Conducting literary diplomacy from a Washington drawing room.
“To be rescued, it will have to be defeated.”
– Colm Tóibín, The Magician
On September 1, 1939, as war broke out in Europe, the Nobel Prize-winning German writer Thomas Mann, who was on vacation in Scandinavia, telegrammed influential Washingtonian Agnes Meyer to help his family escape. She called him immediately. He said, “We need to leave.” She answered, “Leave? You need to be ready to flee at a moment’s notice.”
Meyer succeeded in evacuating the Manns to America. In The Magician, Colm Tóibín’s fictionalized biography of the author, the tense relationship between Meyer and Mann comes to life. A writer and journalist in her own right, Meyer took it upon herself to be Mann’s patron and became obsessed with him.
After he arrived in the United States, Mann was invited by Meyer to stay in her home in DC. Alone with him in her drawing room, she cautioned him not to speak publicly about America entering the war. Roosevelt was seeking re-election (for an unprecedented third term), and the prospect of going to war could complicate his chances. Yet Meyer encouraged Mann to speak freely against the Nazis because he represented Germans like her who stood united against Hitler.
Reading Tóibín and living in Washington myself made me curious about Agnes Meyer. I learned that she was the mother of late Washington Post publisher Katharine “Kay” Graham, so I began to read Graham’s autobiography, Personal History, which won a Pulitzer in 1998. The book is captivating.
Agnes Ernst was born in 1887 in New York and was of German Lutheran heritage. She was a product of public schools and put herself through Barnard College. At a gallery in New York, the financier Eugene Meyer caught a glimpse of her and said to his companion, “That’s the girl I’m going to marry.” He did in 1910. He was 12 years her senior.
Katharine Graham paints a picture of a turbulent marriage between her parents, affected in part by the many men Agnes pursued (Mann being her greatest passion). The Meyers were Washington royalty. As Mann was accepting his Nobel at the Swedish Academy on December 10, 1929, Eugene Meyer was being tasked to steer the U.S. economy out of the Depression following the stock market crash earlier that year.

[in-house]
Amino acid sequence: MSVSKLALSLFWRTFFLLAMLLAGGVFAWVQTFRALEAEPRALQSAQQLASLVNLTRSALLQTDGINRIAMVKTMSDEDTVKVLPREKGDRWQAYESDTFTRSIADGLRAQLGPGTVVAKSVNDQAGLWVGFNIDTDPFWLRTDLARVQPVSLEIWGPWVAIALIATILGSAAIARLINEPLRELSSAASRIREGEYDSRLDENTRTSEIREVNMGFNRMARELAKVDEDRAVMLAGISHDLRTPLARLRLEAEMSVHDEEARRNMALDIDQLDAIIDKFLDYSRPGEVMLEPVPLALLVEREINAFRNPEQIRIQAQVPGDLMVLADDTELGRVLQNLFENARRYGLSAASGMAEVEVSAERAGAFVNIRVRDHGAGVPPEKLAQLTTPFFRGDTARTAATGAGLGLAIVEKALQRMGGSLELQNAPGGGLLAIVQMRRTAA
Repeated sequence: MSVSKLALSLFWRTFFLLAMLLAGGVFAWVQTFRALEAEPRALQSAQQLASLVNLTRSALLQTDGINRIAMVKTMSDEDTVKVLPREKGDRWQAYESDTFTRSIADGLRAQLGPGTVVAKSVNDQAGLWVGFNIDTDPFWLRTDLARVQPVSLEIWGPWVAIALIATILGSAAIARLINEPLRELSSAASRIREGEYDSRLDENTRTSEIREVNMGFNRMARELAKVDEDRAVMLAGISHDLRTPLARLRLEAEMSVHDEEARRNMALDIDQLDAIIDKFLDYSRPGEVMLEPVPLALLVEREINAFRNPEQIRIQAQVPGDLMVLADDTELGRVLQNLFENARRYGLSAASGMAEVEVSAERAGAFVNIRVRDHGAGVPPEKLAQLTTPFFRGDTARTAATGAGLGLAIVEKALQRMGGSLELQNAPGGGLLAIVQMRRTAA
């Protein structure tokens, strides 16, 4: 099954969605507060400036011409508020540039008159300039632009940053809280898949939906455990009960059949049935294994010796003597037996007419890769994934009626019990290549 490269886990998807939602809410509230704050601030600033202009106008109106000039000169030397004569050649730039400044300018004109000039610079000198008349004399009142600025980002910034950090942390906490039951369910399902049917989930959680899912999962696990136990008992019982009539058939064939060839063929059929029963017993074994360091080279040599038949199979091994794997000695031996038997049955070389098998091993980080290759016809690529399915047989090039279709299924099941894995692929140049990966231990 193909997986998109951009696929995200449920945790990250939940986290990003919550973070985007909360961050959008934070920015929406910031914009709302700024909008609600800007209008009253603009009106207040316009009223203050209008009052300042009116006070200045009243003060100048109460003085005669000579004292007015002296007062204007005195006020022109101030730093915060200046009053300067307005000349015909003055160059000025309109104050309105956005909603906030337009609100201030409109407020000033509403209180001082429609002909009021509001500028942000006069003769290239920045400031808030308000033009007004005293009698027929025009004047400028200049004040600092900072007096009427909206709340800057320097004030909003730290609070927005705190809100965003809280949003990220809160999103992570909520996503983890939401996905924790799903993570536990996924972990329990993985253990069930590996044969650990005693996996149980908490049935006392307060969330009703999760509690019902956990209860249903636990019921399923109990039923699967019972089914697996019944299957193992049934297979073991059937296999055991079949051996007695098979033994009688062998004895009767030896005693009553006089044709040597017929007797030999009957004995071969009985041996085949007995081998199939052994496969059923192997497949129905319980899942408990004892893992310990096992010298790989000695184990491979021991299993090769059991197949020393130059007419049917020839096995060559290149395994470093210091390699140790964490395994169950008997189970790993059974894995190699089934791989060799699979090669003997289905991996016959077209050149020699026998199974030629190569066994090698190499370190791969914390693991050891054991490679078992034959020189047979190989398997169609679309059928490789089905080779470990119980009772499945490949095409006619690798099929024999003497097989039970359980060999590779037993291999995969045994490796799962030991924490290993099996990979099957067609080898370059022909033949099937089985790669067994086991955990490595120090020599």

Meyer served as governor of the Federal Reserve for three years, until 1933, when Agnes lobbied him to buy the Washington Post in a bankruptcy sale. After the war, he was appointed the first president of the World Bank.
Graham’s autobiography paints her mother as brilliant but deeply flawed and self-centered. Kay and Agnes shared a devotion to Mann’s works, which Kay developed as a freshman at Vassar in 1935. Agnes called her own desire for a partnership with Mann “an absorbing if unrequited passion,” believing strongly that Mann exemplified liberal thought throughout the world.
In 1937, at the family’s ranch in Montana, Agnes’ obsession with Mann led to nervous exhaustion, described in detail by her daughter. Her hysteria almost shut her down completely, driving her to drink in bed. Agnes once said to Kay, weeping, “What a terrible world it was in which he was an exile.”
Tóibín gives us Mann’s perspective on events, showing us a belligerent but functional hostess in Agnes, one who steered Mann with an iron fist and who lacked subtlety. When she delivers him out of Europe, the fictionalized Agnes says, “Do not continue ignoring me.” When she oversees his speeches, she points out that German Americans were fearful of suffering a similar fate as the interred Japanese Americans and wanted no doubts about their allegiance.
In some ways, Agnes was a political maverick, a knowing, influential humanist who saw the power of Mann as an anti-Nazi tool she could wield for the greater good. Mann owed her his freedom. But he was cold to her and generally ungrateful, saying he felt an “almost uncontrollable desire to give this woman tyrannizing me a piece of my mind.”
Whereas Tóibín paints a humorless Mann who does not get Agnes’ jokes, Graham quotes Mann’s letter to Agnes saying, “You did not have the humor, or respect, or the discretion, to take me as I am. You wanted to educate, dominate, improve, redeem me.” Mann was complicated, to say the least. He was gay but married to a woman, Katia, and had six boisterous children. He lost his sister to suicide, and two of his children also ended their own lives. He did not attend his eldest son’s funeral.
Whatever the chief and minor flaws of the players in a particular drama, it’s evident that writers and journalists sniff out the blood of authoritarian politics and propaganda more quickly than others. They are witnesses to and chroniclers of the maiming of truth. Mann and Meyer, the writer and the journalist, at opposite sides of the Atlantic, had a growing understanding of what was coming for Germany. “To be rescued, it will have to be defeated,” a fictionalized Mann declares in The Magician.
The warning shots are everywhere in our current time, the eerie similarities of a post-pandemic world with high inflation and a war again in Europe. When the Washington Post covered the January 6th Insurrection — eventually winning the 2022 Pulitzer for public-service journalism — it honored the legacy of those seekers of truth who stand against propaganda. For all her flaws, Agnes Meyer was in many ways a truth-seeker herself and is the hero of Tóibín’s novel. And in it, Mann finally gives Agnes her due:
“In the future, he thought, perhaps when this war was over, women like Agnes would have more power…[and] run the world.”
Leeya Mehta’s recent collection of poems is A Story of the World Before the Fence.